Tobia Zevi’s article in the April 24th edition of Pagine Ebraiche 24, entitled “Carnivori e vegetariani,” raises some important issues. Zevi, who defines himself as “un vegetariano non sempre praticante” (an occasionally lapsed vegetarian) makes the case for the necessity of a society-wide conversation about the ethical and sustainable treatment of animals destined for human consumption. He rightly points out that this matter has by now extended beyond the limited spheres of animal rights activists and vegans, to become one of concern, to a significant part of the general public. Zevi puts forward the idea that progress in this arena will not ultimately come about because of apprehension for our well-being, or that of the animals we eat, or even that of the environment; rather, the key to advancement will be a change in general social norms, “because it will become increasingly unacceptable socially to eat foods that are unhealthy, uncivilized and harmful to the environment.”
What caught my attention, however, comes at the end of Zevi’s piece, where he goes a step further to suggest that Italian Jews could make their own particular contribution to sustainable and ethical food production thanks to the ongoing debate and innovation surrounding “K.it,” the newly launched hekhsher of the UCEI (Union of Italian Jewish Communities), which seeks to promote both kashrut and Made in Italy.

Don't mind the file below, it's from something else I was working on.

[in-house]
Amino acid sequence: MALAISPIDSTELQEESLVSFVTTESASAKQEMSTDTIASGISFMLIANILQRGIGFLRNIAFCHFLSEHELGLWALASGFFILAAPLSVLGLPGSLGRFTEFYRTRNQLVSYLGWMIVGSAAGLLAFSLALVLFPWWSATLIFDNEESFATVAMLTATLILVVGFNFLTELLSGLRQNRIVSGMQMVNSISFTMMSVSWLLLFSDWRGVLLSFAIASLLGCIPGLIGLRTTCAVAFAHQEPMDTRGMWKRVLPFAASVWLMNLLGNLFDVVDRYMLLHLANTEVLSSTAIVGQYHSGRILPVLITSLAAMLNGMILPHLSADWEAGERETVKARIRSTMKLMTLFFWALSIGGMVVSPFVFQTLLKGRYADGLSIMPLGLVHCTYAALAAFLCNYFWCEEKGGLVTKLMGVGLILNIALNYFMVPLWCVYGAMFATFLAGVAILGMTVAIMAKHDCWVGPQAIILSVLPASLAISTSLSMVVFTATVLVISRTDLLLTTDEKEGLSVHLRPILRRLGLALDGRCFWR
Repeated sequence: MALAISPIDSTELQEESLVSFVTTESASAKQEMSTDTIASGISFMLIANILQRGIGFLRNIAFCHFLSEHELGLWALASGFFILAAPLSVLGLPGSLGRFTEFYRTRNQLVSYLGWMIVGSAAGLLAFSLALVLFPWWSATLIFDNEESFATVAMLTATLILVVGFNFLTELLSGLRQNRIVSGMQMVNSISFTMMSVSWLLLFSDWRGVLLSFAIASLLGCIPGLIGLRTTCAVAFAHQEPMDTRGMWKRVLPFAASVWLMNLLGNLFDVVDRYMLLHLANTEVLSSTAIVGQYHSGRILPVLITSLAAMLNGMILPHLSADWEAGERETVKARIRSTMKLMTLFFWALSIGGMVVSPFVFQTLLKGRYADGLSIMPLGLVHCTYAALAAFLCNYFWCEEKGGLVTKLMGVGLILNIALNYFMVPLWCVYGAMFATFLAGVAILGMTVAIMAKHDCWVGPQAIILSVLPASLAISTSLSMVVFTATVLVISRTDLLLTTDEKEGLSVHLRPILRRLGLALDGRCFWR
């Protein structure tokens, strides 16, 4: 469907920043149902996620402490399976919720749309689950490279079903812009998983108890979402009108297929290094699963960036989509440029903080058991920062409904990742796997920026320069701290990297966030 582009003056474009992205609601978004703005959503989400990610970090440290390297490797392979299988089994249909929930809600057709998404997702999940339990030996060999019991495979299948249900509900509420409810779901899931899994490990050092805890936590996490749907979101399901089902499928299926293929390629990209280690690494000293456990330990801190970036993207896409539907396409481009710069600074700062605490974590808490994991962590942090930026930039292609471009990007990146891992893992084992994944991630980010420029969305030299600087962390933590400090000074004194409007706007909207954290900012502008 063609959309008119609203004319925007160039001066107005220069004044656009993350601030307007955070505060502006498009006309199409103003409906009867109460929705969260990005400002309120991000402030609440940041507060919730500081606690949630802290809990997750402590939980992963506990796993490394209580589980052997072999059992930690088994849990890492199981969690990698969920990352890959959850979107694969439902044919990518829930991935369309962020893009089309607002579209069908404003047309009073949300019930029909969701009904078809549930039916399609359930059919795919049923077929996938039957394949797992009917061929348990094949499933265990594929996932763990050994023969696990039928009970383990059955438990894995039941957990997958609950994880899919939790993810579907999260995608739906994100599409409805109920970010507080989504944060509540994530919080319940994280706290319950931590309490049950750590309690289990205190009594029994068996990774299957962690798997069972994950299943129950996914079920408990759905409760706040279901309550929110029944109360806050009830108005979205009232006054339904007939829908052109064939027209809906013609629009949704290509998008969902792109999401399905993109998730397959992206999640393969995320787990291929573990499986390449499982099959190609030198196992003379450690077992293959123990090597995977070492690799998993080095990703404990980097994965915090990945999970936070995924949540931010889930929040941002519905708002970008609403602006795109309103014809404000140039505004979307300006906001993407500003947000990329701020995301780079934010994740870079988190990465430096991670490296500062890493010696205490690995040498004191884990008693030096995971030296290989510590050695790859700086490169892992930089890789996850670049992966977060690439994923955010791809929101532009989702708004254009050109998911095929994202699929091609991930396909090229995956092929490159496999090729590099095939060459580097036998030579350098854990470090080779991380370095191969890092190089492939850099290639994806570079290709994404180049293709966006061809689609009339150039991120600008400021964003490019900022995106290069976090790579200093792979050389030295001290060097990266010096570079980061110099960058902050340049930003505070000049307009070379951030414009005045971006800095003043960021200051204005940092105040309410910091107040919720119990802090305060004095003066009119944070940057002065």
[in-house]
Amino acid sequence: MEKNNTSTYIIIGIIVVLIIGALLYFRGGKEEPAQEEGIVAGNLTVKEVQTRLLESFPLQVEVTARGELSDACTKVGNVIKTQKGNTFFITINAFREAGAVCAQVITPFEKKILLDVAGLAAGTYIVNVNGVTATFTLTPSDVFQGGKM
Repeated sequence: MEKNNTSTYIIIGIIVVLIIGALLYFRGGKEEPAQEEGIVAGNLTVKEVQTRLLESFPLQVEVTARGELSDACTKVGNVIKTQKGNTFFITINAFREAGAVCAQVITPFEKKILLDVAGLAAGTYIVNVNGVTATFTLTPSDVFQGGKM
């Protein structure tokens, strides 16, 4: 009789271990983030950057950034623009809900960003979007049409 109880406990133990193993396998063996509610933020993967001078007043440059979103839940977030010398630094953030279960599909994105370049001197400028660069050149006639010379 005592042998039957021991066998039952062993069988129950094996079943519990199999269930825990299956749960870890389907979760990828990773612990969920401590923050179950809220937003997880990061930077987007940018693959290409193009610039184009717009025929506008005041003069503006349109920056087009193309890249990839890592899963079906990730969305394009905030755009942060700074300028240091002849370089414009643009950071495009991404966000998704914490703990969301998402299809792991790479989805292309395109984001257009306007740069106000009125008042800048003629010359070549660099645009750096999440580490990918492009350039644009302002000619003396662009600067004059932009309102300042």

This is an intriguing idea, and, it seems logical enough: why not bring the ethical forces of halakhah to bear on a problem that touches Jews and non-Jews alike? On the other hand, this approach is not without its obstacles, as evidenced by the disappointing failure of a similar project in the U.S. Hekhsher Tzedek was an initiative begun in 2011 to create an ethical certification for kosher food, supported by rabbis in the Conservative (Masorti) movement. What on its face seemed like an easy and logical marriage of kashrut, environmentalism, labor rights and animal rights, quickly became mired in complications. First, there were concerns raised about confusing the traditional laws of kashrut and more universal humanitarian concerns (the name of the certification was changed to “Magen Tzedek” in order to placate those who objected to the application of the term hekhsher to a certification not based on the halakhah of kashrut as traditionally interpreted). Then there were also questions as to whether the market for kosher food and the market for sustainable food necessarily overlap to the degree necessary for the success of such an endeavor. To my knowledge, no product ever carried the Magen Tzedek certification, despite the enthusiasm that surrounded the announcement of the initiative.
I mention this unsuccessful attempt not in order to discourage conversation about the intersection of kashrut and sustainability in Italy, but only as a case study to hopefully learn from. I think Zevi is right that the Italian Jewish community has unique contributions to make to the discourse surrounding sustainable food production, and I also think that Jewish law, practice and ethics – traditional and modern – have much to say on these issues of pressing importance. Let’s hope that Hekhsher Tzedek was just the first step in an ultimately fruitful and sustainable process.